THE ELDERLY COUPLE stood in line next to me at the pharmacy gripping their skinny white canes.
He fidgeted, a plastic grocery store bag rustling in his hands. I wondered how much he could see through the thick lenses of his glasses.
She waited beside him. Calm. Steady. Sure. I doubted she could see me, only sense that I was there, close by.
I considered for a minute allowing them ahead of me. But I’d already returned for the second time to the pharmacy and didn’t want to give up my spot.
So I stood there, health insurance and debit cards clenched in my right hand, arms folded across my chest. I did not want to be there sandwiched between the mom with a clearly sick child and the visually-impaired couple. But, mostly, I did not want to be there because I did not want the prescription drugs I was picking up.
Eight hours earlier I laid on my back, head strapped down, face covered with a mask, as my head and upper body slid inside a magnetic resonance imaging machine.
Several hours after that, I sat in a sound-proof booth getting my hearing tested.
A half hour later I braced myself for the MRI results, hoping for the best, semi-prepared for the worst. The news was good. No tumor. No stroke. No anything abnormal, the ear specialist told me. I breathed deeply, the release of tension in my body palpable.
But the hearing, that was different. I had lost most of the hearing in my right ear. I had “one shot,” the doctor told me, to restore some of my hearing. There were no guarantees.
That is when I cried, although the tears had been building since the audiologist pointed to a graph showing that I had lost 70 percent of the hearing in my right ear. I verged on tears when she told me, too, that a hearing aid would not help me.
I listened to the doctor tell me that a 10-day mega dose of steroids could possibly restore some of my hearing. No promises. The Prednisone is most effective within 48 hours of symptom onset. Four days had passed since my symptoms—sudden hearing loss and eight hours of dizziness and nausea—began.
“You’ll cry some more,” he said, explaining that the steroid will throw me into emotional mood swings, cause insomnia, make me jittery, maybe even nauseated. He minced no words: The treatment course “will be difficult.”
And then I asked, “Is it worth it?”
He told me this was my “one shot” to regain some of my hearing.
AND SO I FOUND MYSELF waiting in line at the pharmacy, next to the visually-impaired couple. As I watched them, I asked myself, “Would you rather be blind or deaf?” I don’t mean to offend any of you readers, but that is, honestly, what I was thinking.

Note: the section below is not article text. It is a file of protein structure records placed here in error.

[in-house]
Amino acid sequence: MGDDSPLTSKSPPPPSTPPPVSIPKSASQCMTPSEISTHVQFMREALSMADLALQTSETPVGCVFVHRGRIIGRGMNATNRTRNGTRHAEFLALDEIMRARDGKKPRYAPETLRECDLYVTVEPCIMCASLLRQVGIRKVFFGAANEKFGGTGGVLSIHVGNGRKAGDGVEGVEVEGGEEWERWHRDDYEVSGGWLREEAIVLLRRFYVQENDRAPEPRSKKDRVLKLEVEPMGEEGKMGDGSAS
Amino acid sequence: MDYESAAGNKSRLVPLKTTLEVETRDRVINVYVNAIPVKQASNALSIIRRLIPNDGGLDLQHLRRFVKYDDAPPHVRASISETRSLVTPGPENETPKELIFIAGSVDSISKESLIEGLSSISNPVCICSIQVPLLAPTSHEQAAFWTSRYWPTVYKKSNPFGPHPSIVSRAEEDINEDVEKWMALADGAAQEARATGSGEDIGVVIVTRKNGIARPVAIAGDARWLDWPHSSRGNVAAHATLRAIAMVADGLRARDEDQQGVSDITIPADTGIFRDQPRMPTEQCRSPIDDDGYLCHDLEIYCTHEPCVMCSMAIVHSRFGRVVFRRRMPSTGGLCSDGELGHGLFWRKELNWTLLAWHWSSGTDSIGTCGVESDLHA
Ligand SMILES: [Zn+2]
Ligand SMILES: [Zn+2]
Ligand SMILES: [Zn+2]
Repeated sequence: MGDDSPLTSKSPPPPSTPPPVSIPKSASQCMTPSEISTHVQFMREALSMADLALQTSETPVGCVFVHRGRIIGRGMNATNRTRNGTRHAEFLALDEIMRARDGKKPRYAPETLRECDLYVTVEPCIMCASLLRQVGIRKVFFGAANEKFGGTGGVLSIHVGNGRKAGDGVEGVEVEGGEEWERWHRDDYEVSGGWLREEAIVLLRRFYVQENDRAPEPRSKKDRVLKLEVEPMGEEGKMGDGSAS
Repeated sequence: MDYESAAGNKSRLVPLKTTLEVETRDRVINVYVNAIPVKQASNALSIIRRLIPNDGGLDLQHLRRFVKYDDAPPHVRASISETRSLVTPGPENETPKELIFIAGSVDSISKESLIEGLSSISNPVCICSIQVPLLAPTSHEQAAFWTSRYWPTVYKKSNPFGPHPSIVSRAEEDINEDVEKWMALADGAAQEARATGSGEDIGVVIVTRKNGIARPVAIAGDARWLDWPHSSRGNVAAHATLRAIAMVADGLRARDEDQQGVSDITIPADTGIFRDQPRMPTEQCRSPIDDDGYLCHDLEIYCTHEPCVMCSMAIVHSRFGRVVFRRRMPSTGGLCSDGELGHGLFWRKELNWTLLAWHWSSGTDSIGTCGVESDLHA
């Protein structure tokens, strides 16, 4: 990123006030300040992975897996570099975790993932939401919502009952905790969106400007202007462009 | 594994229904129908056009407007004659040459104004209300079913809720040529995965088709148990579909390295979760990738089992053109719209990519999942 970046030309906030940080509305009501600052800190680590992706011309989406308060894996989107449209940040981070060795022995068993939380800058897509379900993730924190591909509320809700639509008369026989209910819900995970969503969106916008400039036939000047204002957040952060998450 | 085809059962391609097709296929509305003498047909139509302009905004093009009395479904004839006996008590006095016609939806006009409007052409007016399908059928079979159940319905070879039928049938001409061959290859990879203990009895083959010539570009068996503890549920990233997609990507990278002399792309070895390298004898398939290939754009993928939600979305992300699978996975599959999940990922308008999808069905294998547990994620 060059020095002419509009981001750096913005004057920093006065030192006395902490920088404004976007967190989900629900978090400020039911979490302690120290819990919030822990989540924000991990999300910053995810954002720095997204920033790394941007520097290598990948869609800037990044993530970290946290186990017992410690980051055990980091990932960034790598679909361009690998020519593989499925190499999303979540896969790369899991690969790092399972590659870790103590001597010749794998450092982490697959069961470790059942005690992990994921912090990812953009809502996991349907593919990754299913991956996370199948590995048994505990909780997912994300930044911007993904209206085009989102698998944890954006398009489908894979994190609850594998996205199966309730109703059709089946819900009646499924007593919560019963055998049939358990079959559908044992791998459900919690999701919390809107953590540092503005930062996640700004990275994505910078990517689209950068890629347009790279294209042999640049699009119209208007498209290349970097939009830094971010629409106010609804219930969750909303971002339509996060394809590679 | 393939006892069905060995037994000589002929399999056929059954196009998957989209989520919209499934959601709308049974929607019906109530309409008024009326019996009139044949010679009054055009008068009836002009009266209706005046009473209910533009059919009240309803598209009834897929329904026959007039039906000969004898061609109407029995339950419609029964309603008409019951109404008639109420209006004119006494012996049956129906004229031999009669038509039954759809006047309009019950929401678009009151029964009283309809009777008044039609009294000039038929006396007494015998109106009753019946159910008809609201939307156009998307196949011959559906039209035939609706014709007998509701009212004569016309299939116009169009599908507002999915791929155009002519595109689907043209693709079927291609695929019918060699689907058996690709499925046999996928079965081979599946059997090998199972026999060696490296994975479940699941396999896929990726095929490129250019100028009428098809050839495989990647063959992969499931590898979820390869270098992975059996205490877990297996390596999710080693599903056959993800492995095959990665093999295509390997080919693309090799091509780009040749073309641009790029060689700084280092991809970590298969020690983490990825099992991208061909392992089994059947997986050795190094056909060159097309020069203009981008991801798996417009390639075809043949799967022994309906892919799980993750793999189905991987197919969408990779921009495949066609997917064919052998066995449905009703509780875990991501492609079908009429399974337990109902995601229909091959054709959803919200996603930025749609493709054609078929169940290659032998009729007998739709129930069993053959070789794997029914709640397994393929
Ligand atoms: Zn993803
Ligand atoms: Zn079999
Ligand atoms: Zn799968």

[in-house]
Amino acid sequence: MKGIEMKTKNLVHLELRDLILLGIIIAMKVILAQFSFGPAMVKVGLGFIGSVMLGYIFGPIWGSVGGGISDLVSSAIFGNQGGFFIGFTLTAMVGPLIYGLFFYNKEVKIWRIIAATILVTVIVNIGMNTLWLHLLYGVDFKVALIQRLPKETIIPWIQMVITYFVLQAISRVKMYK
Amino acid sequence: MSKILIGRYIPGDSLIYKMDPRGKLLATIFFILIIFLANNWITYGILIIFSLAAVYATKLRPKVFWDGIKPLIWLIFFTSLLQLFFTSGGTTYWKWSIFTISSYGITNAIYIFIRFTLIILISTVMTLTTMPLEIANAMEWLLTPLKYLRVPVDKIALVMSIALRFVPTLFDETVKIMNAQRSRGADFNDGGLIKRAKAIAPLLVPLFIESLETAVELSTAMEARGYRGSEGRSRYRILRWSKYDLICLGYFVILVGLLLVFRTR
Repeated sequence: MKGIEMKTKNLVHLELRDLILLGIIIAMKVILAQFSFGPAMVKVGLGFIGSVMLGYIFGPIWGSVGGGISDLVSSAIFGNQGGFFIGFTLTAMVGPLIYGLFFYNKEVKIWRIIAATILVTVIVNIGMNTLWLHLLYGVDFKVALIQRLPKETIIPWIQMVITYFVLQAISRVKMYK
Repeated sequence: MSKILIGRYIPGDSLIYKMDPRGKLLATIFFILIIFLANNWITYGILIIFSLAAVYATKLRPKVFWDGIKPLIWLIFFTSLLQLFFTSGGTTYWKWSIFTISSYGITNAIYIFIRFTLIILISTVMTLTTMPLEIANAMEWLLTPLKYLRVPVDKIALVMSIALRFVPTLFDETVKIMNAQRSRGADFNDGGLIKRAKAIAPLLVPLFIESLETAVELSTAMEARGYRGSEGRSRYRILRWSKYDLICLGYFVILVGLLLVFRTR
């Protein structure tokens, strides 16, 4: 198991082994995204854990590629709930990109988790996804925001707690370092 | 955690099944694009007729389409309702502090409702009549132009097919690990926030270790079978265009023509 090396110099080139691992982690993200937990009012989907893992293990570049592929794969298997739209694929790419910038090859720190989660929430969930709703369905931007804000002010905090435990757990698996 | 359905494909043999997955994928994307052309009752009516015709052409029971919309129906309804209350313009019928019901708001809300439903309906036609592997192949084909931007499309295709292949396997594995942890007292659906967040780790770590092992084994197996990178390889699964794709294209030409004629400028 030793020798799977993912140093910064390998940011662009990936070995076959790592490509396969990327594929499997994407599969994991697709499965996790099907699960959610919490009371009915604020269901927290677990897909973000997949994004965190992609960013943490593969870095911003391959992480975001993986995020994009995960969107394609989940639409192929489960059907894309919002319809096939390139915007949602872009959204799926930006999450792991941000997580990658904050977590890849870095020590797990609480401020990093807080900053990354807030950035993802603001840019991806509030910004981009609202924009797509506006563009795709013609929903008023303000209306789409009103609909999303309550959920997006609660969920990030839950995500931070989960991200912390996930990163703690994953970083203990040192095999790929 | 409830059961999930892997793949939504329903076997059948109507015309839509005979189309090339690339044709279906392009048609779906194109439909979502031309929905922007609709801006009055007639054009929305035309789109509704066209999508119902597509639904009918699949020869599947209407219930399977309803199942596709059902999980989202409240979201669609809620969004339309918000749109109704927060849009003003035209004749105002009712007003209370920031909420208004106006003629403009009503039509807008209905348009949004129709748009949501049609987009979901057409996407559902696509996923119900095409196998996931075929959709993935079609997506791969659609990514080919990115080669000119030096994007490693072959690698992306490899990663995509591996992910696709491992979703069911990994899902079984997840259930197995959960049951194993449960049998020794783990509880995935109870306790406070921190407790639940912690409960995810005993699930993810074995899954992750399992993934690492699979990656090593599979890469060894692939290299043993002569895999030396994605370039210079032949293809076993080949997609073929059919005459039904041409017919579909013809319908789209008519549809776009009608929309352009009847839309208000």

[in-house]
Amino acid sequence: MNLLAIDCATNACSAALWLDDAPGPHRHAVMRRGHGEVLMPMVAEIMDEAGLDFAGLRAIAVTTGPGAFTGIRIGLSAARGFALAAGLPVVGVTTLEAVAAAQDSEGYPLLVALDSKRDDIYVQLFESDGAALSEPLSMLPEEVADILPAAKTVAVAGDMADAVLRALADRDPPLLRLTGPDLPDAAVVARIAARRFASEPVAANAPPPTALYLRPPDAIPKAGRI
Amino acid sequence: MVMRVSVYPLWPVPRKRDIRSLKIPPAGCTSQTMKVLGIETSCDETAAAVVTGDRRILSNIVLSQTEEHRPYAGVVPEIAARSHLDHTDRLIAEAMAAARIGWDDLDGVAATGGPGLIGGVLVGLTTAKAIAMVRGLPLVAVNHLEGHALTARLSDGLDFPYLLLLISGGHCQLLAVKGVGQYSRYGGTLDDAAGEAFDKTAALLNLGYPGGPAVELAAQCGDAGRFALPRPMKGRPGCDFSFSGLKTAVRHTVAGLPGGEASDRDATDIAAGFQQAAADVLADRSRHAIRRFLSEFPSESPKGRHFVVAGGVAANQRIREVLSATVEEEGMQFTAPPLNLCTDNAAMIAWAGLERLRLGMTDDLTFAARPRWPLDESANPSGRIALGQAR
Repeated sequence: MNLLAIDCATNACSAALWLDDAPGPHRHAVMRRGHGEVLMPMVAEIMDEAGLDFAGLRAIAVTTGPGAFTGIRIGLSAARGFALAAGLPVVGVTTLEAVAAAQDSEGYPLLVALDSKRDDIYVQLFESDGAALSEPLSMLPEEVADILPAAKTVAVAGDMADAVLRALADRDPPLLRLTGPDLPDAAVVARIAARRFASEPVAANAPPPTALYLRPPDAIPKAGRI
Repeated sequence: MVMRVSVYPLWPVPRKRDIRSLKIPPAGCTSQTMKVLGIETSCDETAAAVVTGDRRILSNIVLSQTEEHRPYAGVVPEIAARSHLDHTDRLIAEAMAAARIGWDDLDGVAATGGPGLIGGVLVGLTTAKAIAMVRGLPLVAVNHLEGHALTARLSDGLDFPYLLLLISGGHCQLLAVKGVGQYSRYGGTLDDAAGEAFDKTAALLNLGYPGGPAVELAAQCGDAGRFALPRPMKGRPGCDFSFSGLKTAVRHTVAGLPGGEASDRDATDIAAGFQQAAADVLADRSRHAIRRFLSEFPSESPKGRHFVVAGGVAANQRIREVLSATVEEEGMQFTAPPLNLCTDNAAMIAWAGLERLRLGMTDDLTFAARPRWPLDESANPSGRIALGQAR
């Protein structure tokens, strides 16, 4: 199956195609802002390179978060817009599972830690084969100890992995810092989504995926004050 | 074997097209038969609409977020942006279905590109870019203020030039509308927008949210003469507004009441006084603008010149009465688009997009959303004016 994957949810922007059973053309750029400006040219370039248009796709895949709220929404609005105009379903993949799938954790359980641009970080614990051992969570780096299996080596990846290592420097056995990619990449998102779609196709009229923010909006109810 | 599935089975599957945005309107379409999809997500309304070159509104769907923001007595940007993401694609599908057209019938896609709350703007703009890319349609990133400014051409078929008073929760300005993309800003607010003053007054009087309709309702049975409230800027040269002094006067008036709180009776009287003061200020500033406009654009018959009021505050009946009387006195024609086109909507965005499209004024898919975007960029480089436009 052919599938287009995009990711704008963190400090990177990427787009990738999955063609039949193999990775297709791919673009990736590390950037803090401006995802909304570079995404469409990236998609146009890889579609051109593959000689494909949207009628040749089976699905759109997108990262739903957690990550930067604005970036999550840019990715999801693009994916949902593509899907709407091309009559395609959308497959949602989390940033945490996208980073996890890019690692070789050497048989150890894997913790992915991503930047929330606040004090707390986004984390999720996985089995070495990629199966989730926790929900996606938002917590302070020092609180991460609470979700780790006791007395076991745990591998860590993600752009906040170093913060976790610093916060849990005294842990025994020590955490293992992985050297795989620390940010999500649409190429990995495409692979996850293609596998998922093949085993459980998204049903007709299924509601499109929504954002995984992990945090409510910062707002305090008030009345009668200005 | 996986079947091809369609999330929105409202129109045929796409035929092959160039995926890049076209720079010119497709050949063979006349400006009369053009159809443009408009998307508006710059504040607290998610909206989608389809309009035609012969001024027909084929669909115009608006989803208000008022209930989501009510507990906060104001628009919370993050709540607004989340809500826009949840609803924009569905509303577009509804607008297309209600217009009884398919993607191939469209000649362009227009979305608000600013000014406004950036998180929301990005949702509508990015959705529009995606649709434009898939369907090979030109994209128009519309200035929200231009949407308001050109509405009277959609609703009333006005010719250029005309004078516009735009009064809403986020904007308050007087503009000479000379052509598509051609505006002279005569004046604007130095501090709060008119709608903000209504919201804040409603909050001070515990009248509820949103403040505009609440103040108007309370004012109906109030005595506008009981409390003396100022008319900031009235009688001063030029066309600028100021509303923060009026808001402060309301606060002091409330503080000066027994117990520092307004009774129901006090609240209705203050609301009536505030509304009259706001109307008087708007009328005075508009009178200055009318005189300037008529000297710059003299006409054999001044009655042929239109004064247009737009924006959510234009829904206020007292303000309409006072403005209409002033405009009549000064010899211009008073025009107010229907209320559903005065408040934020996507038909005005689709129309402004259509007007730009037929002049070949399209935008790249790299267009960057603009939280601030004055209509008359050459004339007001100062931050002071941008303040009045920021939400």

The debate swirled briefly through my brain. As the store clerk placed the visually-impaired woman’s hand on a bottle and told her it was fish oil, I chose deafness. I determined that I would rather deal with the loss of hearing in one ear than lose my ability to see.
And so the next 10 days will reveal whether a portion of my hearing can be salvaged. Ten days. I am trying to steel myself for the negative physical and emotional side effects I am certain to experience from the high steroid dosage. I’ve been on the drug before, for whooping cough. I hate it.
I am trying to prepare myself, too, for the very real possibility that this course of treatment will not work—because I waited too long. I did call my clinic within an hour of the symptom onset, but was advised only to come in if my condition worsened. Within several hours, I was feeling better, although my hearing had not improved.
I thought I might be suffering a Meniere’s disease attack related to a previous ear trauma as my symptoms matched those of Meniere’s.
I am writing this post because I need your prayers for healing and strength through my treatment.
I am also writing to warn you that, should you ever experience sudden hearing loss, see a doctor immediately. Don’t wait. Ever. I waited four days to schedule a clinic appointment, another day to get in and then another day to have the MRI and get the diagnosis.
My ear doctor saw several patients just this week with the same sudden sensory hearing loss, leading him to believe a viral infection of some type is going around the Faribault community.
Since developing this issue, I’ve had several friends tell me of acquaintances who’ve suffered the same snap-of-the-finger hearing loss. One regained her hearing; two did not.
The cause of my sudden sensory hearing loss has not been determined. I’m following up with another specialist in several weeks, the same expert I’ve seen since that traumatic ear injury at a Wisconsin water park several years ago.
In the meantime, I am adjusting to the ringing and static (like a bad transistor radio) and partial deafness that are now a part of my world.
I am learning to position myself with my “good” left ear to anyone who is speaking to me.
And I am holding on to hope.
FOLLOW-UP: Today I started my fourth day of steroid treatment. Thus far I’ve noticed no improvement in my hearing. But I am still hopeful that some of my hearing may be restored. Many family and friends are praying for me and for that I am grateful.
I am feeling the effects of taking the Prednisone. Yesterday afternoon and into the evening, I was unsettled and sat twirling my hair, which is not a regular habit of mine. I had trouble falling, and staying, asleep.
Yet, through all of this, I remain cognizant that this diagnosis could have been something far worse than a hearing loss. In the realm of possible medical issues, this is minor.
If, by telling my story, I can prevent one person, even one, from delaying treatment for a sudden sensory hearing loss, then something good will have come from this.
Seven more days to go…
© Copyright 2011 Audrey Kletscher Helbling